Porous Media Group
Research project

Thermo-Mechanical Subsurface Energy Storage (TheMSES)

The overarching objective of the TheMSES research program is to provide the mathematical models and simulation technology required to assess large-scale deployment of subsurface thermo-mechanical energy storage in the context of intermittent renewable energy.

Main content

Duration:2017 - 2021
Funding:NFR Toppforsk

Intermittent renewable energy (IRE) such as wind and solar are among the fastest growing energy sources and are critical for the transition to a low carbon emission society. A characteristic feature of these IRE sources is their great variability, on both short (sub-daily) and long (seasonal) time-scales. In contrast, the majority of industrial demand, as well as seasonal household consumption such as heating and cooling, remain fixed or seasonal in nature.

A portfolio of scalable solutions must be deployed to mitigate the production-consumption gap. Today, conventional energy resources such as hydroelectric and fossil fuels are used to buffer the comparatively small output from IRE sources, however, this strategy becomes less viable as the market share of IRE increases. Furthermore, transmission bottlenecks in the power grid and inertia in the implementation of smart grids and local-scale batteries also call for additional storage solutions.

Large scale energy storage is already commercially applied today. Dams function as energy storage vessels between seasonal water recharge and demand for hydroelectric power. Furthermore, in several places natural gas is stored seasonally, with more than 350 billion cubic meters installed capacity globally. On a smaller scale, salt caverns are used also for energy storage through compressed air storage. Of these existing energy storage technologies, both compressed air storage and dams (known as pumped hydro) can be utilized to store IRE, at a moderate energy penalty. However neither of these technologies are ubiquitous, as they require specific geological features, and their capacity is thus not scalable.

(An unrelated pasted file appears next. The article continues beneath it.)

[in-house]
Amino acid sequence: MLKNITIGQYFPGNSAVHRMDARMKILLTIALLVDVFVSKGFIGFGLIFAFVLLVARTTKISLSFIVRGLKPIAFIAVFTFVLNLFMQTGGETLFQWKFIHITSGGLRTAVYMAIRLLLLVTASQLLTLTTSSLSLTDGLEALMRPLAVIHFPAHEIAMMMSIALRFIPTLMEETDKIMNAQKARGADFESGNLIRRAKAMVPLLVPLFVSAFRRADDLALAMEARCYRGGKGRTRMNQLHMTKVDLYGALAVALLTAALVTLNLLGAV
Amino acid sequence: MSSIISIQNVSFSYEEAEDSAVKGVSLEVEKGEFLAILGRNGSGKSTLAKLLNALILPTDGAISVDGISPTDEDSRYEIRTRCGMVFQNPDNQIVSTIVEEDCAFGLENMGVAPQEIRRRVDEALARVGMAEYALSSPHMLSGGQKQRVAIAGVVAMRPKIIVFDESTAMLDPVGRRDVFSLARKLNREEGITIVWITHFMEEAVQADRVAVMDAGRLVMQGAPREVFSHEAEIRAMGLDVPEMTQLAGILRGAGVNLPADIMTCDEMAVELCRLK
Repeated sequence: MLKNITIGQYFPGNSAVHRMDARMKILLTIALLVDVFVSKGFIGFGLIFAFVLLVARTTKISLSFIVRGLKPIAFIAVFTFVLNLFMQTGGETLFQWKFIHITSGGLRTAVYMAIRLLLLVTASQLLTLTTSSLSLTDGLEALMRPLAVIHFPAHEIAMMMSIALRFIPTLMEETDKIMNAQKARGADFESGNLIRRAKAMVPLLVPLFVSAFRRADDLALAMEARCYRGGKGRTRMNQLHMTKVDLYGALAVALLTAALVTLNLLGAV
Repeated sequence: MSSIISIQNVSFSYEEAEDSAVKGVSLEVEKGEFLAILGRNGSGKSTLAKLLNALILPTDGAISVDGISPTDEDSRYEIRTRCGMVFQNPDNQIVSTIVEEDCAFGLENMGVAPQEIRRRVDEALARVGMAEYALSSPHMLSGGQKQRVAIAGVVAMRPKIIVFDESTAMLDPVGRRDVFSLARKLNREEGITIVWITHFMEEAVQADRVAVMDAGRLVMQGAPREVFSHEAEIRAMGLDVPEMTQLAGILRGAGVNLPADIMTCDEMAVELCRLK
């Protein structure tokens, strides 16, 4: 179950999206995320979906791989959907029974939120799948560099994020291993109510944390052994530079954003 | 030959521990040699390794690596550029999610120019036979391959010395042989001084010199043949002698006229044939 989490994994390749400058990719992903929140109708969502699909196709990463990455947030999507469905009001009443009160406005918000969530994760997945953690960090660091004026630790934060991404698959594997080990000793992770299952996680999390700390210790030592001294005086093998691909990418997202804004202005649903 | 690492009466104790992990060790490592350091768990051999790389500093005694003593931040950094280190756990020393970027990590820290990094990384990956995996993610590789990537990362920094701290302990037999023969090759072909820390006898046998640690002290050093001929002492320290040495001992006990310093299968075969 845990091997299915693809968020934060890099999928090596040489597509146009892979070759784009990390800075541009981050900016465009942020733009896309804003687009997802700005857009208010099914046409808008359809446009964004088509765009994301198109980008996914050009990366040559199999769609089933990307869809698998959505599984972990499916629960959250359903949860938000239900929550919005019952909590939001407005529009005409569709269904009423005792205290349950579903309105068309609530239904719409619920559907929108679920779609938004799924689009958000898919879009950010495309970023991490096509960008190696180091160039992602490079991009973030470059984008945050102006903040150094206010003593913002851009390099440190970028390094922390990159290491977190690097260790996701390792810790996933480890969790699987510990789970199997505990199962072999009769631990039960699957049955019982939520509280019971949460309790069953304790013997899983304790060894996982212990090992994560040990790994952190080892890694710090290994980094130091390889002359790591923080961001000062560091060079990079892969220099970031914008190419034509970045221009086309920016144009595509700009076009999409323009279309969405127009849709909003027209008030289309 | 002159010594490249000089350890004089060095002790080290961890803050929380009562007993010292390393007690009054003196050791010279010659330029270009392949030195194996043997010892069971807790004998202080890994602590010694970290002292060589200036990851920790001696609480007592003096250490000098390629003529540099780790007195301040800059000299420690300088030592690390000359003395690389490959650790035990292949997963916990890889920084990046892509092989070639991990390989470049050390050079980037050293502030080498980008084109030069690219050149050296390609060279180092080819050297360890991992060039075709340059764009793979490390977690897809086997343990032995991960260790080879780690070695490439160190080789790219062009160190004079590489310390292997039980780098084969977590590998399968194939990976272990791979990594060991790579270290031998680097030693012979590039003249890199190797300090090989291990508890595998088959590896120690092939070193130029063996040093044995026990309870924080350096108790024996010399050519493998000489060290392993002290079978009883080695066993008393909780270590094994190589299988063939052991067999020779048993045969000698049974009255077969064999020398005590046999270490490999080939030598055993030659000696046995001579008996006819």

We are interested in subsurface energy storage in the context of energy storage in geological permeable layers such as saline aquifers or depleted oil and gas reservoirs. These geological features are found globally, and as such provide an attractive venue for energy storage. Our particular interest lies in thermo-mechanical storage: Hot fluids at temperatures above 50°C are injected at elevated pressure, and both thermal and mechanical energy can be recovered during extraction.

The final outcomes and impacts of the project as will as video interviews with all graduated PhD students on their personal experience and most relevant achievements are collected in the final project report.